Move Beyond ‘Me’

The students in my Gifted and Talented program had just spent about fifteen minutes working on their list of 10-15 personal goals they have for their life when I then wrote the second part of the writing assignment on the oversized whiteboard:

Write 10 goals/purposes/desires that God has for your life.

I began to tell a story. “When I was about 20 years old and I was a student in the university – I wasn’t yet a teacher or a mom, hadn’t moved to Honduras yet, just a young student taking classes – I met with my mentor one afternoon to discuss and discern the direction my life would take. She had me write down a list of personal goals – just like what I just had you do.”


A couple students seemed suddenly bored, probably thinking This is a ‘be-all-you-can-be’ lecture, a ‘reach-for-the-stars’ encouragement speech. Heard it.

I continued, praying that something that I was about to say would penetrate beyond their rising and falling mental activity and settle in their heart.

“Well, I wrote my list and thought it looked pretty darn good. I handed it to her, proud of my neat list of personal goals, and, upon looking on it, she said, ‘Jennifer, this is terrible!’”

The wandering eyes suddenly snapped up to mine. They looked somewhat confused, but at least now they were paying attention. “She said, ‘This list has a major problem,’ and I looked at my mentor, not sure what she meant. She then told me, ‘Jennifer, each goal you have starts with ‘I want…’ I want this. I want that. I, I, I. What does God want?”

A light sparked in a few of the kids’ eyes, and I could suddenly read their minds: Oh, maybe God doesn’t want me to be a billionaire soccer star who only drinks Coca Cola, watches television all day and never gets old…Whoops.


“My mentor’s comment that day has shaped so many of my decisions since then. It’s not bad to want certain things, to have personal desires – God’s word says that if we delight ourselves in the Lord, He will fulfill the desires of our heart! – but we need to move beyond our own desires to ask the more important question of: What does God want from me?”

Now they were listening. Thank you, Father. I continued pacing, as much to keep up my adrenaline levels after not having slept well the night before as to capture these pre-teens’ short attention spans.


“Kids, the whole world is stuck on this question.” I point, using the dry erase marker in my hand to indicate the first question. “But it’s a trick. If I only look for what I like and what I want and what pleases me, we all know where I will end. A life filled with me, me, me ends in destruction.”

“And the good news is that if we move beyond the first question and begin the fervent and life-long search of God’s intended purposes in and through us, it’s much more fulfilling, and it leads us into abundant and eternal life!”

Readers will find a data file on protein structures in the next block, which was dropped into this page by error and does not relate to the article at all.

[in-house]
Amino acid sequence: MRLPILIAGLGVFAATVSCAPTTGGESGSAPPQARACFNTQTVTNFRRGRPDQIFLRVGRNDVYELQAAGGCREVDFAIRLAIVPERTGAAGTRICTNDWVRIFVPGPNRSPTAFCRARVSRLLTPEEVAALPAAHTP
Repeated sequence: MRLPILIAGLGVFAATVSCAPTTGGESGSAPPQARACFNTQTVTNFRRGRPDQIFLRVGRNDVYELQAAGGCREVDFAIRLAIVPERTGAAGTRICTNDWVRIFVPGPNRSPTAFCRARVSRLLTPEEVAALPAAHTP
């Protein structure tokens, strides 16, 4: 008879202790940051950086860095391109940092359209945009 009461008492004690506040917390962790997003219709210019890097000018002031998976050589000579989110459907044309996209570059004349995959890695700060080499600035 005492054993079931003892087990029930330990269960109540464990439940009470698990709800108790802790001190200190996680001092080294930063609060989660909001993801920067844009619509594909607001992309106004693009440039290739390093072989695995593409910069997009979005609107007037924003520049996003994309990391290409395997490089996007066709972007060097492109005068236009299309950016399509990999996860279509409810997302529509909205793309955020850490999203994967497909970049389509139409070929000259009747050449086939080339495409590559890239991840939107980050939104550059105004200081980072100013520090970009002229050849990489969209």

“If this question seems extremely difficult to you, I understand. It would have been for me, too, when I was your age. In fourth grade my life goals included owning a pet shop with a giant open-dog’s mouth built on the front where the shoppers would come and go. But don’t give up in the search! God’s will for us isn’t discerned one time in a wacky school assignment; keep discerning it everyday – next week, when you are in high school, when you’re thirty years old, when you can no longer walk!”


After encouraging the kids along in the task, I later read their responses. A ten-year-old girl wrote of the goals she senses that God has for her life:

  1. Help the sick
  2. Give food to people who live in the street
  3. Pray a lot
  4. Help handicapped people
  5. Not love money
  6. Be a doctor
  7. Not be racist
  8. Not be a liar
  9. Love everyone like I love myself
  10. Not steal


A fourteen-year-old girl answered the same question:

  1. Well, I believe that my purpose will be to sing and show through the music God’s love
  2. Be a mom to teenagers and children who need support
  3. Teach music or something else
  4. Have my own children and guide them on the correct path
  5. Be a counselor to people who need support
  6. Be a writer of encouragement for teenagers
  7. Listen to people’s stories who have suffered in this life…



An eleven-year-old boy wrote the following:

  1. Preach His Word to the whole world
  2. Help the needy
  3. Never be proud
  4. Do what is just
  5. Obey my parents
  6. Have a clean marriage
  7. Be faithful to Him and to my wife…


A ten-year-old boy:

…To not think that what I have is mine, To be humble, To know Who created me…


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